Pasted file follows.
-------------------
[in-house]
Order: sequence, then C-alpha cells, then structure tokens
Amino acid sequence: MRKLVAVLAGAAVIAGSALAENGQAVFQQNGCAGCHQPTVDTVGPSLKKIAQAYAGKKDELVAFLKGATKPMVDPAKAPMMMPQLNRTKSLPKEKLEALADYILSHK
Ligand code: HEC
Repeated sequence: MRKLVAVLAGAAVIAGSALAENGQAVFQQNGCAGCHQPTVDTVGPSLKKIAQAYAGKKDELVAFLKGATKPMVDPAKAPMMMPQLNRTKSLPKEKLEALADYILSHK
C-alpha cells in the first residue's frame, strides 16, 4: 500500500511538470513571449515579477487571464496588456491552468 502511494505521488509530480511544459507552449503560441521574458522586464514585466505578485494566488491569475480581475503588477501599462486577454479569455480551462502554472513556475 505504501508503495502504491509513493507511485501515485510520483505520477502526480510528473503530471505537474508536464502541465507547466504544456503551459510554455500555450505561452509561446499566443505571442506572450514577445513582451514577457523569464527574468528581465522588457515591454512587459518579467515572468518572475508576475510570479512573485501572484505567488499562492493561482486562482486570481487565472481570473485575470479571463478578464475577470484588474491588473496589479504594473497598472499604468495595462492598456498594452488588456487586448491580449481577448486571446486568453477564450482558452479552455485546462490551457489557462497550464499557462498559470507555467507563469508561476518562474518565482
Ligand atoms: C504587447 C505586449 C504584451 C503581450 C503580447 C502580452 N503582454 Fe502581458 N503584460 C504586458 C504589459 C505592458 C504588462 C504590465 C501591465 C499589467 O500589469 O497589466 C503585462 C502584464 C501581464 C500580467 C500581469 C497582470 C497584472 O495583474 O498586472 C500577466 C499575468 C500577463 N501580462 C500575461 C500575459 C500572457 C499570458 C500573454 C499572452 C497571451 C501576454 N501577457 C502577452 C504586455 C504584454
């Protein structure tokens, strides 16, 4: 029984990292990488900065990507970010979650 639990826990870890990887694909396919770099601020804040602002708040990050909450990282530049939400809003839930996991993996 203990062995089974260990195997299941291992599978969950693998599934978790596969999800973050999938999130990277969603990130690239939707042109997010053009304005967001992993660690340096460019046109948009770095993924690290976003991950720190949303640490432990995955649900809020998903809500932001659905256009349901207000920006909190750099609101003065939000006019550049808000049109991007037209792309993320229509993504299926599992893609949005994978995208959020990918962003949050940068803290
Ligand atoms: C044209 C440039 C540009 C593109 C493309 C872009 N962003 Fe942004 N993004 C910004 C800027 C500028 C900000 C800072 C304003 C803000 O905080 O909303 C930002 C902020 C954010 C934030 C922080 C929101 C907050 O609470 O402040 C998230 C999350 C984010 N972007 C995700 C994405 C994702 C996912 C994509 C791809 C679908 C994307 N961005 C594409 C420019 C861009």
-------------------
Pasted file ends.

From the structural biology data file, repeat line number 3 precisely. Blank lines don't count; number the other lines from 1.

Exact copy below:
Amino acid sequence: MRKLVAVLAGAAVIAGSALAENGQAVFQQNGCAGCHQPTVDTVGPSLKKIAQAYAGKKDELVAFLKGATKPMVDPAKAPMMMPQLNRTKSLPKEKLEALADYILSHK